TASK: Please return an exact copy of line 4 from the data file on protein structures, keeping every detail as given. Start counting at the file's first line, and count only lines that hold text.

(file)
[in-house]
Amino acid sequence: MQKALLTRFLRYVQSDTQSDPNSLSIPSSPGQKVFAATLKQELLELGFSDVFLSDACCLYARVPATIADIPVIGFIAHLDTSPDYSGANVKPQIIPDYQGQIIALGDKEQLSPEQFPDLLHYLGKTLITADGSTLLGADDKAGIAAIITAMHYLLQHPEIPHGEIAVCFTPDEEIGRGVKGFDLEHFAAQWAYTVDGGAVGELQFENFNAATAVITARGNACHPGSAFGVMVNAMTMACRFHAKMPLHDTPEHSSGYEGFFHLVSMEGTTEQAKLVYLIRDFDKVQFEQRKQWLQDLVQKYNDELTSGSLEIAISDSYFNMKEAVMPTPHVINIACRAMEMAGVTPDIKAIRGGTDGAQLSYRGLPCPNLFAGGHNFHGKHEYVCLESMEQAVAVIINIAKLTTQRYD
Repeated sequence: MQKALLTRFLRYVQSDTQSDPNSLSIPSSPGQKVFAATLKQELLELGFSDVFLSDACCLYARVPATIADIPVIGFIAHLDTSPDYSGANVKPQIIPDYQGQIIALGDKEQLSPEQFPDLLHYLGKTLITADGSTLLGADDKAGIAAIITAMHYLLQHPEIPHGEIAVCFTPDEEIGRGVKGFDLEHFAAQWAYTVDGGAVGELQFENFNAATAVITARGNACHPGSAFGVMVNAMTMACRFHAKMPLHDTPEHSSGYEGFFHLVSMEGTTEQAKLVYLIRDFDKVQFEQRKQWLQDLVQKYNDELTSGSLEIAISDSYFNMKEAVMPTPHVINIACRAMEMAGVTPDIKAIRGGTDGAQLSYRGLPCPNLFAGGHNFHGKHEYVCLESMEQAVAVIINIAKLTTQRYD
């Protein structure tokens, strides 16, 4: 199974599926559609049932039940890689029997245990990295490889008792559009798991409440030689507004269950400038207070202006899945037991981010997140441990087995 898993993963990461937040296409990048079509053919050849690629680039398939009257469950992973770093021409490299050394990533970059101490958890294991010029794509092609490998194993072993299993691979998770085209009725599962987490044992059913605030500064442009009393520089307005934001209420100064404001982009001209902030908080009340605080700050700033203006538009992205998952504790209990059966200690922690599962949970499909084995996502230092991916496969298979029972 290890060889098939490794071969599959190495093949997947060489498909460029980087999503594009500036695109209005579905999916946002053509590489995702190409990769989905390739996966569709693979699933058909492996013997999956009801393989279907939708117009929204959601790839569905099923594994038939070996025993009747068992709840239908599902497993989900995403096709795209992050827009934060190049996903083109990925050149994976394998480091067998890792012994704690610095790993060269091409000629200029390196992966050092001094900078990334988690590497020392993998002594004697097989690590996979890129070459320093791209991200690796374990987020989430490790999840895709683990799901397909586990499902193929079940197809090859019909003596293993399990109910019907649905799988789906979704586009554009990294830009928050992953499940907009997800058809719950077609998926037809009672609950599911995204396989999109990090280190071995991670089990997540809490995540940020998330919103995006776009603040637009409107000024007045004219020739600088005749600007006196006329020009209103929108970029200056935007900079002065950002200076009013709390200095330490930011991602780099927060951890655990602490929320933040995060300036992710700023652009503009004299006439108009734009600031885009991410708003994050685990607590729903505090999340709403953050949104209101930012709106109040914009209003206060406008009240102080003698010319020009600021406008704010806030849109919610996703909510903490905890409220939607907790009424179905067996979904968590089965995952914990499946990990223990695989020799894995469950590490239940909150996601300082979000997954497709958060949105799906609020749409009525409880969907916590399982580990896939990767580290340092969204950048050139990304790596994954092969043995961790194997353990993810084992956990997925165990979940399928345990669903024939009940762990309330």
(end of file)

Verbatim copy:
């Protein structure tokens, strides 16, 4: 199974599926559609049932039940890689029997245990990295490889008792559009798991409440030689507004269950400038207070202006899945037991981010997140441990087995 898993993963990461937040296409990048079509053919050849690629680039398939009257469950992973770093021409490299050394990533970059101490958890294991010029794509092609490998194993072993299993691979998770085209009725599962987490044992059913605030500064442009009393520089307005934001209420100064404001982009001209902030908080009340605080700050700033203006538009992205998952504790209990059966200690922690599962949970499909084995996502230092991916496969298979029972 290890060889098939490794071969599959190495093949997947060489498909460029980087999503594009500036695109209005579905999916946002053509590489995702190409990769989905390739996966569709693979699933058909492996013997999956009801393989279907939708117009929204959601790839569905099923594994038939070996025993009747068992709840239908599902497993989900995403096709795209992050827009934060190049996903083109990925050149994976394998480091067998890792012994704690610095790993060269091409000629200029390196992966050092001094900078990334988690590497020392993998002594004697097989690590996979890129070459320093791209991200690796374990987020989430490790999840895709683990799901397909586990499902193929079940197809090859019909003596293993399990109910019907649905799988789906979704586009554009990294830009928050992953499940907009997800058809719950077609998926037809009672609950599911995204396989999109990090280190071995991670089990997540809490995540940020998330919103995006776009603040637009409107000024007045004219020739600088005749600007006196006329020009209103929108970029200056935007900079002065950002200076009013709390200095330490930011991602780099927060951890655990602490929320933040995060300036992710700023652009503009004299006439108009734009600031885009991410708003994050685990607590729903505090999340709403953050949104209101930012709106109040914009209003206060406008009240102080003698010319020009600021406008704010806030849109919610996703909510903490905890409220939607907790009424179905067996979904968590089965995952914990499946990990223990695989020799894995469950590490239940909150996601300082979000997954497709958060949105799906609020749409009525409880969907916590399982580990896939990767580290340092969204950048050139990304790596994954092969043995961790194997353990993810084992956990997925165990979940399928345990669903024939009940762990309330």